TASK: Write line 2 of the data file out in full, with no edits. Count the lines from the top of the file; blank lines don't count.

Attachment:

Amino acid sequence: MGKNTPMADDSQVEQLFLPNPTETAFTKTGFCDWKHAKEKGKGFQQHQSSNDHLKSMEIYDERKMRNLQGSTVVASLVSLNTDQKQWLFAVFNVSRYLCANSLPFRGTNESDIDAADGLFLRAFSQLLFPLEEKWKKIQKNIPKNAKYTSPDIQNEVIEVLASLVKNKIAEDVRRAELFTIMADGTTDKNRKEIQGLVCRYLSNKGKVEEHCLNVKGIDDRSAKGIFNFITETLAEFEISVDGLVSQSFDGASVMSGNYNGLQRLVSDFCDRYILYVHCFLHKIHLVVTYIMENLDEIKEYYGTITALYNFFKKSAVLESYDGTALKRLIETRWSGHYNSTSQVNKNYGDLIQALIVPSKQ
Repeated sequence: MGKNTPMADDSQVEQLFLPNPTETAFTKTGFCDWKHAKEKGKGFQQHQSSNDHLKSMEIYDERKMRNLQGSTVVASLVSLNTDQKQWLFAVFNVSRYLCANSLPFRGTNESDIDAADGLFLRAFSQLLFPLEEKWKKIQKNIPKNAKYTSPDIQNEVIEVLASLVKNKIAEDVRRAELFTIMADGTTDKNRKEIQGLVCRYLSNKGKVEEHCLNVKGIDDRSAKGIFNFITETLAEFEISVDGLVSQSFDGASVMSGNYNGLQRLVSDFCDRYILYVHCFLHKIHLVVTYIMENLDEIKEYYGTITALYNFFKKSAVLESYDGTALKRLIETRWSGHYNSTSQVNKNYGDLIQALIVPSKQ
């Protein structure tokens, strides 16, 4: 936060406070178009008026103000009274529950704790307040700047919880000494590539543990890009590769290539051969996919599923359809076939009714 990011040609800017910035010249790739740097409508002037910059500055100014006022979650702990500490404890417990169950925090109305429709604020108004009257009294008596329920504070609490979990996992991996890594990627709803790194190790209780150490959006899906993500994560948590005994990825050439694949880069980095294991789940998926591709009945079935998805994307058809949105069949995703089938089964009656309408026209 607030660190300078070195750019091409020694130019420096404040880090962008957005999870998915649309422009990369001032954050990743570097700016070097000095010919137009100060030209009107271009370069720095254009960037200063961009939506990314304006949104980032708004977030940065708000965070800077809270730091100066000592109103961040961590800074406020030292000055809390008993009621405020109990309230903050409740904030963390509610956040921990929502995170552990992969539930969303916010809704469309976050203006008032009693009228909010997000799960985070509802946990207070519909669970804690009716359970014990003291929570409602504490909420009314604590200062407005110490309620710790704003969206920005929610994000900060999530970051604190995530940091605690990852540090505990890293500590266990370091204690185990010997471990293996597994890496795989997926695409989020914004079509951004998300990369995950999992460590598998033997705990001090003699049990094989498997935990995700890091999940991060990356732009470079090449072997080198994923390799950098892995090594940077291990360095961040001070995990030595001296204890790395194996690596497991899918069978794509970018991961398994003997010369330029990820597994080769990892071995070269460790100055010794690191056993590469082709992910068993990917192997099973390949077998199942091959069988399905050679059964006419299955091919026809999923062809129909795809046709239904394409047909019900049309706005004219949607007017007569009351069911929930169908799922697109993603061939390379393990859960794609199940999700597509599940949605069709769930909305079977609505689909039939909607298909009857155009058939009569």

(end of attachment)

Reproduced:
Repeated sequence: MGKNTPMADDSQVEQLFLPNPTETAFTKTGFCDWKHAKEKGKGFQQHQSSNDHLKSMEIYDERKMRNLQGSTVVASLVSLNTDQKQWLFAVFNVSRYLCANSLPFRGTNESDIDAADGLFLRAFSQLLFPLEEKWKKIQKNIPKNAKYTSPDIQNEVIEVLASLVKNKIAEDVRRAELFTIMADGTTDKNRKEIQGLVCRYLSNKGKVEEHCLNVKGIDDRSAKGIFNFITETLAEFEISVDGLVSQSFDGASVMSGNYNGLQRLVSDFCDRYILYVHCFLHKIHLVVTYIMENLDEIKEYYGTITALYNFFKKSAVLESYDGTALKRLIETRWSGHYNSTSQVNKNYGDLIQALIVPSKQ